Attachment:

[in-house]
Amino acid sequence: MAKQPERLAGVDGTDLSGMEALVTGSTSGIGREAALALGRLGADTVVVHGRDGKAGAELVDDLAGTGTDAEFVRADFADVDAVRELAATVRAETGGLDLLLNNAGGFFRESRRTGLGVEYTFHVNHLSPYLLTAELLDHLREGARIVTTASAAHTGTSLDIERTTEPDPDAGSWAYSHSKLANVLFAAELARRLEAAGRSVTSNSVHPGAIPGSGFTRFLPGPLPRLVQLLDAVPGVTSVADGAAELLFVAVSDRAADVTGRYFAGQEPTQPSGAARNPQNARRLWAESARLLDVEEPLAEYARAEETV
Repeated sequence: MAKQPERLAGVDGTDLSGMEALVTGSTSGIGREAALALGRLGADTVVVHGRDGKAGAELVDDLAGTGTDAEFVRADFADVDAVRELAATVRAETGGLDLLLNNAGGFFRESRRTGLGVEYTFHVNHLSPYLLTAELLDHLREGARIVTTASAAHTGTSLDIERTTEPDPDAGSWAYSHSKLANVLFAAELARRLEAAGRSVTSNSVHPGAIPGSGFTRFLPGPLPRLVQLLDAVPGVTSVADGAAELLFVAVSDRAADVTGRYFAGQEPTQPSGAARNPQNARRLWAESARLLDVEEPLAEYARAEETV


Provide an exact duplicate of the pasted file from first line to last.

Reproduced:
[in-house]
Amino acid sequence: MAKQPERLAGVDGTDLSGMEALVTGSTSGIGREAALALGRLGADTVVVHGRDGKAGAELVDDLAGTGTDAEFVRADFADVDAVRELAATVRAETGGLDLLLNNAGGFFRESRRTGLGVEYTFHVNHLSPYLLTAELLDHLREGARIVTTASAAHTGTSLDIERTTEPDPDAGSWAYSHSKLANVLFAAELARRLEAAGRSVTSNSVHPGAIPGSGFTRFLPGPLPRLVQLLDAVPGVTSVADGAAELLFVAVSDRAADVTGRYFAGQEPTQPSGAARNPQNARRLWAESARLLDVEEPLAEYARAEETV
Repeated sequence: MAKQPERLAGVDGTDLSGMEALVTGSTSGIGREAALALGRLGADTVVVHGRDGKAGAELVDDLAGTGTDAEFVRADFADVDAVRELAATVRAETGGLDLLLNNAGGFFRESRRTGLGVEYTFHVNHLSPYLLTAELLDHLREGARIVTTASAAHTGTSLDIERTTEPDPDAGSWAYSHSKLANVLFAAELARRLEAAGRSVTSNSVHPGAIPGSGFTRFLPGPLPRLVQLLDAVPGVTSVADGAAELLFVAVSDRAADVTGRYFAGQEPTQPSGAARNPQNARRLWAESARLLDVEEPLAEYARAEETV